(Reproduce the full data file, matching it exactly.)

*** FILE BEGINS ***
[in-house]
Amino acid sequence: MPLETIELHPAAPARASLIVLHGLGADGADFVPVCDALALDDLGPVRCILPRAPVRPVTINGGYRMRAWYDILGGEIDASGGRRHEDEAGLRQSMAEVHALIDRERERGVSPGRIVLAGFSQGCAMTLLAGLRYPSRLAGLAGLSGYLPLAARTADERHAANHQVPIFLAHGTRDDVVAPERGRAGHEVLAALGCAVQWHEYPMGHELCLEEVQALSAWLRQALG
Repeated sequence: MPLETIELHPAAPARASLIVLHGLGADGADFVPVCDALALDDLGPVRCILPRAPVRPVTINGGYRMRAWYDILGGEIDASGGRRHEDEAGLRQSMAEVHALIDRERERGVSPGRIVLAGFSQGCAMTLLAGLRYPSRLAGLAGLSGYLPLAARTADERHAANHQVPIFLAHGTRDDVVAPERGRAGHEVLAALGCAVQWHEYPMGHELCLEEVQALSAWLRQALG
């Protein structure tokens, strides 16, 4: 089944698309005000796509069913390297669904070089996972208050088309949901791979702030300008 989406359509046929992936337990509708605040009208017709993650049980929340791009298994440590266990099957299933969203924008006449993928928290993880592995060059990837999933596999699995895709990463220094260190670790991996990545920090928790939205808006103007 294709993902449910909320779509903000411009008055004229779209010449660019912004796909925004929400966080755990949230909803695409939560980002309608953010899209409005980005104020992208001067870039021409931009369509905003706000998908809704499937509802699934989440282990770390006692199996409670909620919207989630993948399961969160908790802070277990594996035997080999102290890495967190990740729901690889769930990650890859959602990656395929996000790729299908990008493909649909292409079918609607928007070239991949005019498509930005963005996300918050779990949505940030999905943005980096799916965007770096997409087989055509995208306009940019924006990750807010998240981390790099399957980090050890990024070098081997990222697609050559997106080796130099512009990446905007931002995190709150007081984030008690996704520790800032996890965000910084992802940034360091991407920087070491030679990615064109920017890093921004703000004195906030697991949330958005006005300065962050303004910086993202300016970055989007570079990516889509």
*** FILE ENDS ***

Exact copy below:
[in-house]
Amino acid sequence: MPLETIELHPAAPARASLIVLHGLGADGADFVPVCDALALDDLGPVRCILPRAPVRPVTINGGYRMRAWYDILGGEIDASGGRRHEDEAGLRQSMAEVHALIDRERERGVSPGRIVLAGFSQGCAMTLLAGLRYPSRLAGLAGLSGYLPLAARTADERHAANHQVPIFLAHGTRDDVVAPERGRAGHEVLAALGCAVQWHEYPMGHELCLEEVQALSAWLRQALG
Repeated sequence: MPLETIELHPAAPARASLIVLHGLGADGADFVPVCDALALDDLGPVRCILPRAPVRPVTINGGYRMRAWYDILGGEIDASGGRRHEDEAGLRQSMAEVHALIDRERERGVSPGRIVLAGFSQGCAMTLLAGLRYPSRLAGLAGLSGYLPLAARTADERHAANHQVPIFLAHGTRDDVVAPERGRAGHEVLAALGCAVQWHEYPMGHELCLEEVQALSAWLRQALG
């Protein structure tokens, strides 16, 4: 089944698309005000796509069913390297669904070089996972208050088309949901791979702030300008 989406359509046929992936337990509708605040009208017709993650049980929340791009298994440590266990099957299933969203924008006449993928928290993880592995060059990837999933596999699995895709990463220094260190670790991996990545920090928790939205808006103007 294709993902449910909320779509903000411009008055004229779209010449660019912004796909925004929400966080755990949230909803695409939560980002309608953010899209409005980005104020992208001067870039021409931009369509905003706000998908809704499937509802699934989440282990770390006692199996409670909620919207989630993948399961969160908790802070277990594996035997080999102290890495967190990740729901690889769930990650890859959602990656395929996000790729299908990008493909649909292409079918609607928007070239991949005019498509930005963005996300918050779990949505940030999905943005980096799916965007770096997409087989055509995208306009940019924006990750807010998240981390790099399957980090050890990024070098081997990222697609050559997106080796130099512009990446905007931002995190709150007081984030008690996704520790800032996890965000910084992802940034360091991407920087070491030679990615064109920017890093921004703000004195906030697991949330958005006005300065962050303004910086993202300016970055989007570079990516889509």